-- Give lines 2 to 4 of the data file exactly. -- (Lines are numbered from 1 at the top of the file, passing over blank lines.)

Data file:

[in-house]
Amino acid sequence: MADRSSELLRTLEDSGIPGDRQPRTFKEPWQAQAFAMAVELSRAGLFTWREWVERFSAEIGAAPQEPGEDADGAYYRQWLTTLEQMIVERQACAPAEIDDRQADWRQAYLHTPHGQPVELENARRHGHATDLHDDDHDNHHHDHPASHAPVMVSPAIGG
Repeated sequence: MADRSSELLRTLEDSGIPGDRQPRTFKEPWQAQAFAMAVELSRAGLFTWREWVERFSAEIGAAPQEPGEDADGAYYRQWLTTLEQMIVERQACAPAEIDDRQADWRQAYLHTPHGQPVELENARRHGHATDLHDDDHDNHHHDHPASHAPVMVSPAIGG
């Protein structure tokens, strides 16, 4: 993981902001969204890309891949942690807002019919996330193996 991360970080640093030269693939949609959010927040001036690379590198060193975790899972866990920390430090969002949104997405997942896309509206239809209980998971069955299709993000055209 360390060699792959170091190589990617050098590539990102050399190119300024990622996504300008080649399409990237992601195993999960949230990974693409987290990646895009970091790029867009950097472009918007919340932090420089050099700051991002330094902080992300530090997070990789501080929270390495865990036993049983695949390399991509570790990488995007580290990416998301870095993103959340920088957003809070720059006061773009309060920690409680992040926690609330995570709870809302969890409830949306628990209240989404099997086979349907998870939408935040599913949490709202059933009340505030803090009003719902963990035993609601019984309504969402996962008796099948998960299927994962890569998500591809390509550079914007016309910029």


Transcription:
Amino acid sequence: MADRSSELLRTLEDSGIPGDRQPRTFKEPWQAQAFAMAVELSRAGLFTWREWVERFSAEIGAAPQEPGEDADGAYYRQWLTTLEQMIVERQACAPAEIDDRQADWRQAYLHTPHGQPVELENARRHGHATDLHDDDHDNHHHDHPASHAPVMVSPAIGG
Repeated sequence: MADRSSELLRTLEDSGIPGDRQPRTFKEPWQAQAFAMAVELSRAGLFTWREWVERFSAEIGAAPQEPGEDADGAYYRQWLTTLEQMIVERQACAPAEIDDRQADWRQAYLHTPHGQPVELENARRHGHATDLHDDDHDNHHHDHPASHAPVMVSPAIGG
């Protein structure tokens, strides 16, 4: 993981902001969204890309891949942690807002019919996330193996 991360970080640093030269693939949609959010927040001036690379590198060193975790899972866990920390430090969002949104997405997942896309509206239809209980998971069955299709993000055209 360390060699792959170091190589990617050098590539990102050399190119300024990622996504300008080649399409990237992601195993999960949230990974693409987290990646895009970091790029867009950097472009918007919340932090420089050099700051991002330094902080992300530090997070990789501080929270390495865990036993049983695949390399991509570790990488995007580290990416998301870095993103959340920088957003809070720059006061773009309060920690409680992040926690609330995570709870809302969890409830949306628990209240989404099997086979349907998870939408935040599913949490709202059933009340505030803090009003719902963990035993609601019984309504969402996962008796099948998960299927994962890569998500591809390509550079914007016309910029």